Discussions on social justice happen on a daily basis here at Boston College. Between visiting lecturers and panels of Jesuits and other religious leaders, students are given many opportunities to educate and involve themselves in bettering the world. This Wednesday, April 24, the Black and Green class and EcoPledge are teaming up to put together an event that will explore food justice issues facing urban communities.
The event, entitled "Seeds for the Soul," will contain multiple parts, where students can gain perspective on food justice in America, hear from two organizations focused around this issue, learn about urban gardening, and even listen to a special performance by Rudy Cabrera, a spoken word poet. Kasia Hart, A&S '13, is a student in Black and Green, the class that organized this event. Each portion was selected to connect with students and demonstrate "how our relationship with food is something that we all should care about and start to pay more attention to," Hart said.
Communities all over the United States have found themselves stranded in "food deserts" where they are surrounded by nothing but fast food and slim to no healthy options. This nationwide movement by nutritionists and community activists tries to urge local stores that only stock sugary, fried, and processed foods to carry more fresh produce and whole food items. Many stores cite problems such as theft, high employment turnover, and lack of space when it comes to opening supermarkets in urban environments. However, states like Pennsylvania have invested in their citizens' futures to attract companies where they are needed.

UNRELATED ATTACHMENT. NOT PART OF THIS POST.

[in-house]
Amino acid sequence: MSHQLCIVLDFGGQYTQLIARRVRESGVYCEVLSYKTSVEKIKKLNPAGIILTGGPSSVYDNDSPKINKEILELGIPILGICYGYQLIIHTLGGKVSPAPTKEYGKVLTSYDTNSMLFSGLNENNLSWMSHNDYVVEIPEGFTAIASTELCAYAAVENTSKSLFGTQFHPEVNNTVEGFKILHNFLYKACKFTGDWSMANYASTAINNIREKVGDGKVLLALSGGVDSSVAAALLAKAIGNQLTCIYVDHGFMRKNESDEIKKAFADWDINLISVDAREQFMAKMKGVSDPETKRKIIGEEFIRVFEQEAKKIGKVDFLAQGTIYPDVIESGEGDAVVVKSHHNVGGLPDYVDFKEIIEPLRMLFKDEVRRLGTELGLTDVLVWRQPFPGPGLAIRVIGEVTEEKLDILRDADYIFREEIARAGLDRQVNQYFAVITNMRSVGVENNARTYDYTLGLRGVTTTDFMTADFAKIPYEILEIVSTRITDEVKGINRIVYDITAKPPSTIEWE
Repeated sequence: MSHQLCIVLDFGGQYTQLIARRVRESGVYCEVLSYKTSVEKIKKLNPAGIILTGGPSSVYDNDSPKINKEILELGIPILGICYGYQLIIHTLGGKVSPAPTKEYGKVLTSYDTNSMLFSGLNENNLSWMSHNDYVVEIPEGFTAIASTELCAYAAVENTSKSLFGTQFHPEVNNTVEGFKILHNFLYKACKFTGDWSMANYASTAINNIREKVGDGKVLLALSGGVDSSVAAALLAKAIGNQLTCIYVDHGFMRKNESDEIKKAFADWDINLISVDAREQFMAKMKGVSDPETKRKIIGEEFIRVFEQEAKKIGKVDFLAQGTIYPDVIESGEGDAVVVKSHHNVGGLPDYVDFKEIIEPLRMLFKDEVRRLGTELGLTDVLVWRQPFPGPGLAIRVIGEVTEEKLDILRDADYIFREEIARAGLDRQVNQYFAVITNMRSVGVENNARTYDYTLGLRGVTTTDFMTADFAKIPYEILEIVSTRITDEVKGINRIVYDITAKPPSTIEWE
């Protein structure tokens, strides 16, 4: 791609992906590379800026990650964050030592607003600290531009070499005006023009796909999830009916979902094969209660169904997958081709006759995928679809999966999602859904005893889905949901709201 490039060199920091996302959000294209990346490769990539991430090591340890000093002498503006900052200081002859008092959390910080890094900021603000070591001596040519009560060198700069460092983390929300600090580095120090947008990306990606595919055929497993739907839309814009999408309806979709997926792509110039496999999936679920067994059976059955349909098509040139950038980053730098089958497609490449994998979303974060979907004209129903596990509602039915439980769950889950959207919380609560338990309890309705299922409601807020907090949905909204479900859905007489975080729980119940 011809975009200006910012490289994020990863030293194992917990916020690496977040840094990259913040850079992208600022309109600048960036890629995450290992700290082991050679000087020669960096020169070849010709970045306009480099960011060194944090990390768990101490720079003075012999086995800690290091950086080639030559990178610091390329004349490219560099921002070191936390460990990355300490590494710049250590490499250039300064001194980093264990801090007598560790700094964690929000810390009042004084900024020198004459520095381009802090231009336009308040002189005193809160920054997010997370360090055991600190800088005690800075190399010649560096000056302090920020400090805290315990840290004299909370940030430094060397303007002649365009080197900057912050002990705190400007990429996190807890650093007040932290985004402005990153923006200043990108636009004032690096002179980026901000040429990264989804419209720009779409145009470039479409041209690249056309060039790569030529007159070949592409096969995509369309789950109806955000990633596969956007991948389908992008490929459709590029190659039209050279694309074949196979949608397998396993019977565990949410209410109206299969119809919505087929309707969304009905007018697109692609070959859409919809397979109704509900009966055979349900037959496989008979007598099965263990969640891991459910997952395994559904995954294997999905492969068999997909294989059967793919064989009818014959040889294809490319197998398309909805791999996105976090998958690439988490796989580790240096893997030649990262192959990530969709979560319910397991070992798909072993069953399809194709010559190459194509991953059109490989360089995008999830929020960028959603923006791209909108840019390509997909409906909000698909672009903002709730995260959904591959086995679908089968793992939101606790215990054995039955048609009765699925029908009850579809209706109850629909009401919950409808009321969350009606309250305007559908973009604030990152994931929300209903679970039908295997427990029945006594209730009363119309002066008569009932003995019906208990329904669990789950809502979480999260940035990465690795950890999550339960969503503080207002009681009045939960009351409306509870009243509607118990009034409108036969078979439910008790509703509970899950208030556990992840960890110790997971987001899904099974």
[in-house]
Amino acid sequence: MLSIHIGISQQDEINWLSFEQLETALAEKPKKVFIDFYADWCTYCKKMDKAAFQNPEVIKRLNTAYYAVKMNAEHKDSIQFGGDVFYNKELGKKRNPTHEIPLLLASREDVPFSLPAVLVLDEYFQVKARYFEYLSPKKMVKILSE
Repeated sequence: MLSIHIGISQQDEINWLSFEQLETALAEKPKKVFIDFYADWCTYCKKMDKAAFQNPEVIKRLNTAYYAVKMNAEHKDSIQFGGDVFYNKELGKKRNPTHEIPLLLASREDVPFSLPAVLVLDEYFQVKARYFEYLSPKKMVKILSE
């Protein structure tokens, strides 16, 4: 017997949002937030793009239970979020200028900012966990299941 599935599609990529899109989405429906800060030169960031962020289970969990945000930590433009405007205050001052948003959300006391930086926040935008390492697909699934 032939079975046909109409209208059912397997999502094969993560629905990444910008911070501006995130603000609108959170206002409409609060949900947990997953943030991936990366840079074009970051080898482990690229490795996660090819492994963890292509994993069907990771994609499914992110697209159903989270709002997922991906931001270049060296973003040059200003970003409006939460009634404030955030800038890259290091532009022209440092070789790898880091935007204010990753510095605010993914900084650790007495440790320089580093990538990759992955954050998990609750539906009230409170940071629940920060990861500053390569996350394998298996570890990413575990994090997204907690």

Food waste is also a major problem in the United States. Nearly 40 percent of our food is thrown out, which means that families lose out on money and nutrition. Hart sees this as another opportunity for people to learn, saying, "composting is becoming an increasingly appealing option to limit waste." By using these extra nutrients for something good, food waste becomes recycled and is no longer a waste at all. It will instead provide for gardens and growing more healthy food.
BC students know fresh fruit and vegetables are not rare commodities in the dining halls. But simply buying some extra bananas and donating them to an area afflicted by this desert phenomenon will not solve the problem. Instead, students can expect to not only be educated on the issues that surround food justice, but will also be given "the resources to combat these issues," according to Hart. She adds, "Additionally, we hope event attendees will take the time to reevaluate their relationship with food, and overall gain a greater level of awareness about the impact that everyday grocery shopping habits may have on society as a whole."
This event will take place in the Murray Function Room on the 4th floor of the Yawkey Center at 7:00 PM on Wednesday, April 24.